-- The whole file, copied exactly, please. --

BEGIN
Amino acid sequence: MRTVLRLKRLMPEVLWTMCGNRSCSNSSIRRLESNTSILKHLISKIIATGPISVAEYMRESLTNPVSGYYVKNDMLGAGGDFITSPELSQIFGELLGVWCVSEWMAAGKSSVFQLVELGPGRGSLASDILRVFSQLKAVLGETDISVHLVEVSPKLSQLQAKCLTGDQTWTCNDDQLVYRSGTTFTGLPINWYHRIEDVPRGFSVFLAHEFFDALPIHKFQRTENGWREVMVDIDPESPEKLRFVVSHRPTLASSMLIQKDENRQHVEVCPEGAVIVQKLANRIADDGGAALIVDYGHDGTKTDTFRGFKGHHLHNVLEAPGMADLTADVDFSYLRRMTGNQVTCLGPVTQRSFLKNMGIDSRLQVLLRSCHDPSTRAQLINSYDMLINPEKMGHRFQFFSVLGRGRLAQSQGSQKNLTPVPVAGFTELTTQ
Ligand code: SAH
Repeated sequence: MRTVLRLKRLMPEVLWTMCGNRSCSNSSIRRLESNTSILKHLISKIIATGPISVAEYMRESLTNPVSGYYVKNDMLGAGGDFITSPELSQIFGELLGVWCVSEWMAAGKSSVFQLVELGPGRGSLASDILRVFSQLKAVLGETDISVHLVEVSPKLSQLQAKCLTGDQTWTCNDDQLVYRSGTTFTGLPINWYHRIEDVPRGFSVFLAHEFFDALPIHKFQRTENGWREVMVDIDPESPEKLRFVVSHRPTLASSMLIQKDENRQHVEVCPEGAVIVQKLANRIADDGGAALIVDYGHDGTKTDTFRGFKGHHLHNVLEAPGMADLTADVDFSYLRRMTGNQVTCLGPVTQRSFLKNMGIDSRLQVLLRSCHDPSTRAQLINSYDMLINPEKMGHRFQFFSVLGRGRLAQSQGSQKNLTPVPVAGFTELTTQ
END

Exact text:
Amino acid sequence: MRTVLRLKRLMPEVLWTMCGNRSCSNSSIRRLESNTSILKHLISKIIATGPISVAEYMRESLTNPVSGYYVKNDMLGAGGDFITSPELSQIFGELLGVWCVSEWMAAGKSSVFQLVELGPGRGSLASDILRVFSQLKAVLGETDISVHLVEVSPKLSQLQAKCLTGDQTWTCNDDQLVYRSGTTFTGLPINWYHRIEDVPRGFSVFLAHEFFDALPIHKFQRTENGWREVMVDIDPESPEKLRFVVSHRPTLASSMLIQKDENRQHVEVCPEGAVIVQKLANRIADDGGAALIVDYGHDGTKTDTFRGFKGHHLHNVLEAPGMADLTADVDFSYLRRMTGNQVTCLGPVTQRSFLKNMGIDSRLQVLLRSCHDPSTRAQLINSYDMLINPEKMGHRFQFFSVLGRGRLAQSQGSQKNLTPVPVAGFTELTTQ
Ligand code: SAH
Repeated sequence: MRTVLRLKRLMPEVLWTMCGNRSCSNSSIRRLESNTSILKHLISKIIATGPISVAEYMRESLTNPVSGYYVKNDMLGAGGDFITSPELSQIFGELLGVWCVSEWMAAGKSSVFQLVELGPGRGSLASDILRVFSQLKAVLGETDISVHLVEVSPKLSQLQAKCLTGDQTWTCNDDQLVYRSGTTFTGLPINWYHRIEDVPRGFSVFLAHEFFDALPIHKFQRTENGWREVMVDIDPESPEKLRFVVSHRPTLASSMLIQKDENRQHVEVCPEGAVIVQKLANRIADDGGAALIVDYGHDGTKTDTFRGFKGHHLHNVLEAPGMADLTADVDFSYLRRMTGNQVTCLGPVTQRSFLKNMGIDSRLQVLLRSCHDPSTRAQLINSYDMLINPEKMGHRFQFFSVLGRGRLAQSQGSQKNLTPVPVAGFTELTTQ